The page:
8. I’ve had this vision for a long time that the banks are hanging on just trying to outlive Chavez, forget about mortgage financing or other ventures. How any bank functions in the uncertainty of Venezuela is unfathomable to me, outside of arbitrage (illegal?). Over valued currency (still!), forced loans, threats of expropriation for a long time, threats of socialist economics (not conducive to profits)………’s all just amazing. I would never side with Chavez on this issue – never ever. Sorry but I’m with Daniel and MO on the banking issue.

  9. What matters is not what they lent last year, but what is the total amount of loans they have for housing. Remember, banks are forced to have “gavetas” you have to lend so much for agriculture, so much for tourism, so much for mortgages, etc. Banco Provincial’s mortgage “gaveta” has been full for two years, because on top of that it is done at deeply negative interest rates, so the lucky few that get it are obtaining a juicy subsidy from us all.

  10. BTW Government owned banks do not satisfy the “gavetas” nor are they penalized for it. Banco de Venezuela is 20% larger in deposits than Provincial, but all of its loans are 22 billion versus 28 billion for Provincial. BTW Venezuela, Banesco and Mercantil are all larger than Provincial by deposits.

    • This was my point above. Provincial’s loans for housing may sound low, but are they better or worse than other banks’. Also, one cannot expect all the banks to give loans to all the 2M families in one year. I don’t know how many banks there are in Venezuela. Let’s say 30 (no clue), and each one on average gives out 3000 loans for a total of 90,000 loans. Then there wouldn’t be enough new homes to purchase with those loans anyways.

  11. I really don’t see it as bragging. They have complied with the laws, they have satisfied their quotas. If there were no quotas or preferential rates, maybe they would give out more mortgages, but when everything is controlled like it is today, there is no room for maneuver. I am sure Provincial would prefer to give out more mortgages than toruism loans, for example, but they can’t. The whole financial system is full of distortions created by the Government, remarkably, those same distortions allow them to make a lot of money.

    • Notice how this is an interesting and important debate, one that our local media simply can’t be bothered with promoting.

  12. What I find truly disgraceful is how the Government banks are treated differently. Chavez’ “idea” behind owning them was precisely so that they would compete and do what private sector banks were not doing. The large private banks intermediation ratio (% of deposits giving out as loans) is in the range of 62% to 69%, while Banco de Venezuela is down to 46%, Banco del Tesoro is 42%, Bicentenario is 32% and don’t laugh, the Municipal Bank for lending is 9%. On top of that Banco del Tesoro was exempt yesterday from the legal reserve at the Central Bank for three years.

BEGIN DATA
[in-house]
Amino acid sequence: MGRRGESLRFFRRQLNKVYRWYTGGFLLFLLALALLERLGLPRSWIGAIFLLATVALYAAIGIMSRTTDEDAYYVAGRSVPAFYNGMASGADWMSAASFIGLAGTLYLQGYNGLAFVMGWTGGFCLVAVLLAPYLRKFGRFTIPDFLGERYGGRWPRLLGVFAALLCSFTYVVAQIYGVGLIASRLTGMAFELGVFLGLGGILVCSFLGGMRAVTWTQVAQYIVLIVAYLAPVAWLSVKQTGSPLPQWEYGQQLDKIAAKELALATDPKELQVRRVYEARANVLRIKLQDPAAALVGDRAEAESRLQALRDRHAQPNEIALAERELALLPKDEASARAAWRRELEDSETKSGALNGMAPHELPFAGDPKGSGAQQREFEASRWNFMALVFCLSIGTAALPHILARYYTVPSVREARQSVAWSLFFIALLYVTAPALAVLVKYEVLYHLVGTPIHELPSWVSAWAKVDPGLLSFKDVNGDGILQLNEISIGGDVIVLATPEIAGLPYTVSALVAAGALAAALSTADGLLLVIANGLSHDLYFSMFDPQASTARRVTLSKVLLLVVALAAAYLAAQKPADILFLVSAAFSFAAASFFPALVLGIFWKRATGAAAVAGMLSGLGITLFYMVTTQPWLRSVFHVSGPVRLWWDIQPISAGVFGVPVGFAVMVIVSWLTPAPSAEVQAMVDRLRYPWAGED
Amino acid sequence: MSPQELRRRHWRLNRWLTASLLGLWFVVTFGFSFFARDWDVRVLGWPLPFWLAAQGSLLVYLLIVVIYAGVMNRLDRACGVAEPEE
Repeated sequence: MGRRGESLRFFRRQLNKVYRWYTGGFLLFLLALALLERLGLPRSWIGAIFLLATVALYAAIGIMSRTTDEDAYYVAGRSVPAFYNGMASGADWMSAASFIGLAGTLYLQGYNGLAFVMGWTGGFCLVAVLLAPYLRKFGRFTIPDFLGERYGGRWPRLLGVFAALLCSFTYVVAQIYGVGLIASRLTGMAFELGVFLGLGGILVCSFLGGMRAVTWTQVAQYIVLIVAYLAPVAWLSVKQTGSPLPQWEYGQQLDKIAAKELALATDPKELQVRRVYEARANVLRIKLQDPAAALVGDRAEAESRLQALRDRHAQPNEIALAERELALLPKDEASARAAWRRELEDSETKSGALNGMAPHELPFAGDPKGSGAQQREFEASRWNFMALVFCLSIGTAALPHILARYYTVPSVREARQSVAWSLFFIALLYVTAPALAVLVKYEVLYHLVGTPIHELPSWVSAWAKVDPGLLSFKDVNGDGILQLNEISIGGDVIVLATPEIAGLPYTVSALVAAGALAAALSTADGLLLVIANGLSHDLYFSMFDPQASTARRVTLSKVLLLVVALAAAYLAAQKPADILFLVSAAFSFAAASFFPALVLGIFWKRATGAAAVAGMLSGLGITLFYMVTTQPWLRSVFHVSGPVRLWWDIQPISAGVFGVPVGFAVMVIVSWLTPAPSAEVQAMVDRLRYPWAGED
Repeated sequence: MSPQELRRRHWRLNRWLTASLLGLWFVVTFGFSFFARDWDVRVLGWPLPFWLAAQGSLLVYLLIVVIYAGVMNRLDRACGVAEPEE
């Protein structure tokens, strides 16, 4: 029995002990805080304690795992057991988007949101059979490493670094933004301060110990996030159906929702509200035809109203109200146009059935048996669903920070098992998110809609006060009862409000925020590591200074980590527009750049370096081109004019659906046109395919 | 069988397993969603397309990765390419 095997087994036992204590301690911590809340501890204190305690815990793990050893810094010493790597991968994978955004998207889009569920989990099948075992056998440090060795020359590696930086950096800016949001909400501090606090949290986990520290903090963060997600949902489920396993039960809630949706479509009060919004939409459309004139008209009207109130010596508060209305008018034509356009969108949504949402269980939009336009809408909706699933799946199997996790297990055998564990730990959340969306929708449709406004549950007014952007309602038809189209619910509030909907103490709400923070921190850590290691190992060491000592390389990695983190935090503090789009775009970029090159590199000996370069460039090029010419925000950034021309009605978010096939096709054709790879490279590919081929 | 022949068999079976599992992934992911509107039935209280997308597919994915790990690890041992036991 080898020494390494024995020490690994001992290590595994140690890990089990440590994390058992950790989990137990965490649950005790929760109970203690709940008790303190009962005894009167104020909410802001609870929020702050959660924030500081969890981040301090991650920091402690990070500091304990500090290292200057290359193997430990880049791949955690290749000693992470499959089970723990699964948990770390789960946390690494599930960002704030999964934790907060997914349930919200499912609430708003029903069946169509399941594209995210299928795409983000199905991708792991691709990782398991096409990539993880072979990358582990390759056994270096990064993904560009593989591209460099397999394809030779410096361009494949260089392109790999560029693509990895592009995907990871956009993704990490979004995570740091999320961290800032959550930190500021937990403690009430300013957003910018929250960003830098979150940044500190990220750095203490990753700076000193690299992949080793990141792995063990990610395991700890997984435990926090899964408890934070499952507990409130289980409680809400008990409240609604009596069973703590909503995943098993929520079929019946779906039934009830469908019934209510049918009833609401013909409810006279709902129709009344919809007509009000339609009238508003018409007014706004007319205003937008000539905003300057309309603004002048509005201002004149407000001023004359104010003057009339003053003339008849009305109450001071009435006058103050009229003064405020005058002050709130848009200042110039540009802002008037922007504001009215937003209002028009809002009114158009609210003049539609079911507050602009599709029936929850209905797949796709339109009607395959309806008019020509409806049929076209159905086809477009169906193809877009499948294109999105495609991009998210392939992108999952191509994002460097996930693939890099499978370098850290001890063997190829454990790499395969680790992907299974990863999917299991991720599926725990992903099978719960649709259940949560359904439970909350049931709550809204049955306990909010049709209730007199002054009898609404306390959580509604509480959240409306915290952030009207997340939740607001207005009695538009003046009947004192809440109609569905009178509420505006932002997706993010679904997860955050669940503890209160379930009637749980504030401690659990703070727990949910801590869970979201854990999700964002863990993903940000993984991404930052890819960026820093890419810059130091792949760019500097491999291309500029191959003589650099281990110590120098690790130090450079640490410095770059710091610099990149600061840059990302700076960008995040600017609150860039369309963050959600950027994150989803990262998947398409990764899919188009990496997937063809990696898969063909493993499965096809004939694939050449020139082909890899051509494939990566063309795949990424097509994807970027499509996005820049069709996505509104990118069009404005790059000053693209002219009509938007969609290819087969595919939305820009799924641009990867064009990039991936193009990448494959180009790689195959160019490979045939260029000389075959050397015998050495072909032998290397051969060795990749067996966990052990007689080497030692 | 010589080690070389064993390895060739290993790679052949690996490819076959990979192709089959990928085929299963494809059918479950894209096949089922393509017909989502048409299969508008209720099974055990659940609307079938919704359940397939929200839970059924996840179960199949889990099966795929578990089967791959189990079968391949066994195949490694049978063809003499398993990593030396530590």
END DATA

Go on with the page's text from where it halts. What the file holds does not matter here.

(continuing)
13. Everyone knows the media is sub-standard. The question is why. Is it because all/most of the good people have left? Is it because there is a lethargy in Venezuelan society towards meaty stories? (I mean after the huge ‘maletagate’ story that became nothing where else is there to go?!) Is it because the media are being squeezed by the Government?

  14. The whole housing part of the post is the most ignorant thing I’ve read in this blog in years.

    Tell me, JC, are there a million or so empty houses resting idly on the Venezuelan countryside because the evil banks aren’t lending money to the good and noble people to buy them? Of course not, you dummy.

    This might be a shock to you, but getting a loan from a bank doesn’t actually make a house appear out of nowhere fully equipped and functional. That’s not the way reality works.

    The problem with housing in Venezuela has absolutely nothing to do with banks. Just about every house or apartment built in the country gets sold. It’s not like constructors have a hard time selling. And it sure isn’t that the don’t want to make more houses. They just can’t. In a country where all services (water, electricity, etc.) and plenty of the materials required (e.g., cement) are provided/controlled by an incredibly corrupt and incompetent government, just getting the most basic permits required to add water to your construction might take more time (and some times more money) than the actual building of the house.